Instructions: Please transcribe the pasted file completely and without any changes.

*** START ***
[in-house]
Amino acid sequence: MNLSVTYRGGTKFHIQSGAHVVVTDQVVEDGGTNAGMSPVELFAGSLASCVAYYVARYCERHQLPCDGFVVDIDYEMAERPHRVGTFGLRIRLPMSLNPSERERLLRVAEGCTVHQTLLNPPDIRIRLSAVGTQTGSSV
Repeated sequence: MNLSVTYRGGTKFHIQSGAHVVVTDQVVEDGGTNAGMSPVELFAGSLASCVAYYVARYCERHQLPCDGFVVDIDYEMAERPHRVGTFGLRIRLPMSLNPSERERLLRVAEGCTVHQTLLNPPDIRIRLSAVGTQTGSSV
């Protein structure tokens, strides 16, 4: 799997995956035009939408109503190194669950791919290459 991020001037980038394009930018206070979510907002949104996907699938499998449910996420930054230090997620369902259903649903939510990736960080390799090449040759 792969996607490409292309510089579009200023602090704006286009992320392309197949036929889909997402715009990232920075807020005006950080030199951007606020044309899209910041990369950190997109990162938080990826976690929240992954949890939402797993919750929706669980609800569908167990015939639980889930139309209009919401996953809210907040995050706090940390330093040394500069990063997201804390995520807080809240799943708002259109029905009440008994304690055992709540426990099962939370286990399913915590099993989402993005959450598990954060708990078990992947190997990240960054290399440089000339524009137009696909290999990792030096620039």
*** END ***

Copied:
[in-house]
Amino acid sequence: MNLSVTYRGGTKFHIQSGAHVVVTDQVVEDGGTNAGMSPVELFAGSLASCVAYYVARYCERHQLPCDGFVVDIDYEMAERPHRVGTFGLRIRLPMSLNPSERERLLRVAEGCTVHQTLLNPPDIRIRLSAVGTQTGSSV
Repeated sequence: MNLSVTYRGGTKFHIQSGAHVVVTDQVVEDGGTNAGMSPVELFAGSLASCVAYYVARYCERHQLPCDGFVVDIDYEMAERPHRVGTFGLRIRLPMSLNPSERERLLRVAEGCTVHQTLLNPPDIRIRLSAVGTQTGSSV
């Protein structure tokens, strides 16, 4: 799997995956035009939408109503190194669950791919290459 991020001037980038394009930018206070979510907002949104996907699938499998449910996420930054230090997620369902259903649903939510990736960080390799090449040759 792969996607490409292309510089579009200023602090704006286009992320392309197949036929889909997402715009990232920075807020005006950080030199951007606020044309899209910041990369950190997109990162938080990826976690929240992954949890939402797993919750929706669980609800569908167990015939639980889930139309209009919401996953809210907040995050706090940390330093040394500069990063997201804390995520807080809240799943708002259109029905009440008994304690055992709540426990099962939370286990399913915590099993989402993005959450598990954060708990078990992947190997990240960054290399440089000339524009137009696909290999990792030096620039």